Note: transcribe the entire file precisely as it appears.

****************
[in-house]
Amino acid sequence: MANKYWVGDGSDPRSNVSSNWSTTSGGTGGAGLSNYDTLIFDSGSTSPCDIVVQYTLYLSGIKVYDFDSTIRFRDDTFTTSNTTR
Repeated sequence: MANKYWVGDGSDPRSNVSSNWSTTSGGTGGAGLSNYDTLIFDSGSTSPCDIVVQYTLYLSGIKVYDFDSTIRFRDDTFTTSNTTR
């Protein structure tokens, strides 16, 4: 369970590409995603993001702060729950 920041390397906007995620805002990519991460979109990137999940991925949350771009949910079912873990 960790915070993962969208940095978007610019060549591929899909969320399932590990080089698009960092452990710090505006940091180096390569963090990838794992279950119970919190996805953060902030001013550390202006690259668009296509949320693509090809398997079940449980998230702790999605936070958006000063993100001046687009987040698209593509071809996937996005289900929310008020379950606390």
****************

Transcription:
[in-house]
Amino acid sequence: MANKYWVGDGSDPRSNVSSNWSTTSGGTGGAGLSNYDTLIFDSGSTSPCDIVVQYTLYLSGIKVYDFDSTIRFRDDTFTTSNTTR
Repeated sequence: MANKYWVGDGSDPRSNVSSNWSTTSGGTGGAGLSNYDTLIFDSGSTSPCDIVVQYTLYLSGIKVYDFDSTIRFRDDTFTTSNTTR
């Protein structure tokens, strides 16, 4: 369970590409995603993001702060729950 920041390397906007995620805002990519991460979109990137999940991925949350771009949910079912873990 960790915070993962969208940095978007610019060549591929899909969320399932590990080089698009960092452990710090505006940091180096390569963090990838794992279950119970919190996805953060902030001013550390202006690259668009296509949320693509090809398997079940449980998230702790999605936070958006000063993100001046687009987040698209593509071809996937996005289900929310008020379950606390």